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Guitar Slinger. Mark Elf last came my way with the very fine New York Cats in 1999. He returns with the equally strong Jen Bay release Live At Small's. On Live At Small's, Elf proves that he is a most excellent Bebop guitarist and that jazz is inherently best when played live. His recital is loose and frenetic, his tone round and unadorned as he winds his way through six standards and two originals.
Elf appropriately opens this set with Horace Silver's "Quick Silver". I say appropriately because I would say that Elf is to the guitar what Silver is to the piano in the same way that Joe Pass was to the guitar what Art Tatum (or Oscar Peterson, what a match made in heaven) was to the piano. He follows this opener with the original composition "109 West", a minor blues very much in the spirit (as well as structure) of Dizzy Gillespie's "Birk's Works". He goes on to prove his Bebop stripes on Monk's "52nd Street Theme" and Kenny Dorham's "The Theme". He excels in the ballads on "It Was Written In the Stars" and an upbeat "Stella By Starlight". He closes the disc with a reprised "109 West". This is an excellent jazz guitar album by an excellent jazz guitarist.
Track Listing: Quick Silver; 109 West; 52nd Street Theme; It Was Written In The Stars; Stella By Starlight; Too Close For Comfort; The Theme; 109 West. (Total Time: 59:28)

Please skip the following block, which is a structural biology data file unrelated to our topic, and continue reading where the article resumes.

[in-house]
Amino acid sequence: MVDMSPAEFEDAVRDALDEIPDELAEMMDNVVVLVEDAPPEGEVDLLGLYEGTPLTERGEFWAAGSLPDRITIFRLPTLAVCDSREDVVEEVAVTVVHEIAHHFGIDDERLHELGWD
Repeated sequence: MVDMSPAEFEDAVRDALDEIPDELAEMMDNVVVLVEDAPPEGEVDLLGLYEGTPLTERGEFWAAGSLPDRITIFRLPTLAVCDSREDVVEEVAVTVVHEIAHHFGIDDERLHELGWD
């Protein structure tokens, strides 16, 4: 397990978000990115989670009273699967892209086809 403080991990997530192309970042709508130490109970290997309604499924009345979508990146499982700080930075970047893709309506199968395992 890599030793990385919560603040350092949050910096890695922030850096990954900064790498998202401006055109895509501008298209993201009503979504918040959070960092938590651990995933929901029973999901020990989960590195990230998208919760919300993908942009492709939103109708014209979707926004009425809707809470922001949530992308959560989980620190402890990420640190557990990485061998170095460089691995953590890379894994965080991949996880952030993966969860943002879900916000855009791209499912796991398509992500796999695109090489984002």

Personnel: Mark Elf: Guitar; Neil Miner: Bass; Joe Strausser: Drums.
The best show I ever attended was going with my father to see Dizzy Gillespie play at the Royal Festival Hall in London, England. Dizzy was a man full of charisma and play. He managed to get four different sections of the audience to sing four different vocal parts in one song
The best show I ever attended was going with my father to see Dizzy Gillespie play at the Royal Festival Hall in London, England. Dizzy was a man full of charisma and play. He managed to get four different sections of the audience to sing four different vocal parts in one song. He captured everyone's attention and got us all up on our feet dancing alongside him to this incredible music we call jazz.